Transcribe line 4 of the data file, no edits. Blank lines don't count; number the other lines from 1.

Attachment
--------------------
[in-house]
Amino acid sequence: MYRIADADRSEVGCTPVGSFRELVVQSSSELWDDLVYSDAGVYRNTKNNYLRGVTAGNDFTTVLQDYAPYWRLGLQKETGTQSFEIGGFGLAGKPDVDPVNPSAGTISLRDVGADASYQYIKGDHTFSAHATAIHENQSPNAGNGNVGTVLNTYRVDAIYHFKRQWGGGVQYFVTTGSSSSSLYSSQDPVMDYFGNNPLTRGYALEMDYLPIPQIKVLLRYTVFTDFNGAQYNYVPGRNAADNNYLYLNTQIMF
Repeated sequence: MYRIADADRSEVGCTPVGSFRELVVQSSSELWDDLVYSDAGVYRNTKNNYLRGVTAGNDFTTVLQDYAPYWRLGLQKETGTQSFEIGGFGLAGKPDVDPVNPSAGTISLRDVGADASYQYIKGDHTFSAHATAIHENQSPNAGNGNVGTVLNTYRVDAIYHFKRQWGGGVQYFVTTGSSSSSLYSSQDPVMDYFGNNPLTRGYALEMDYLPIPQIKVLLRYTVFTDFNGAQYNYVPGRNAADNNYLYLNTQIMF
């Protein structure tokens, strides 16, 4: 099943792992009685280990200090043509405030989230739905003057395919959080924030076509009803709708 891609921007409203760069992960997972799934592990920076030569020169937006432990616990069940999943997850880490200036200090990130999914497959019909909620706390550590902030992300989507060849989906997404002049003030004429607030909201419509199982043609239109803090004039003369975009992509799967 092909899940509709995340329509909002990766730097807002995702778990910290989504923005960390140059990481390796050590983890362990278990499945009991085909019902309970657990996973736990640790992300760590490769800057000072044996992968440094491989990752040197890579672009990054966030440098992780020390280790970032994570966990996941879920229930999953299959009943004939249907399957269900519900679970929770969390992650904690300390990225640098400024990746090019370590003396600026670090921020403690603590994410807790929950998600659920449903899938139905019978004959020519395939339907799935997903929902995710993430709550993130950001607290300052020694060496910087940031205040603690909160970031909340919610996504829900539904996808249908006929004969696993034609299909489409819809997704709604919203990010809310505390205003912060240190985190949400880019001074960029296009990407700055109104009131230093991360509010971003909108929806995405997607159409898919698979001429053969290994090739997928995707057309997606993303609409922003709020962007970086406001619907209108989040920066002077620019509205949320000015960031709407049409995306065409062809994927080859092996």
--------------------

């Protein structure tokens, strides 16, 4: 099943792992009685280990200090043509405030989230739905003057395919959080924030076509009803709708 891609921007409203760069992960997972799934592990920076030569020169937006432990616990069940999943997850880490200036200090990130999914497959019909909620706390550590902030992300989507060849989906997404002049003030004429607030909201419509199982043609239109803090004039003369975009992509799967 092909899940509709995340329509909002990766730097807002995702778990910290989504923005960390140059990481390796050590983890362990278990499945009991085909019902309970657990996973736990640790992300760590490769800057000072044996992968440094491989990752040197890579672009990054966030440098992780020390280790970032994570966990996941879920229930999953299959009943004939249907399957269900519900679970929770969390992650904690300390990225640098400024990746090019370590003396600026670090921020403690603590994410807790929950998600659920449903899938139905019978004959020519395939339907799935997903929902995710993430709550993130950001607290300052020694060496910087940031205040603690909160970031909340919610996504829900539904996808249908006929004969696993034609299909489409819809997704709604919203990010809310505390205003912060240190985190949400880019001074960029296009990407700055109104009131230093991360509010971003909108929806995405997607159409898919698979001429053969290994090739997928995707057309997606993303609409922003709020962007970086406001619907209108989040920066002077620019509205949320000015960031709407049409995306065409062809994927080859092996």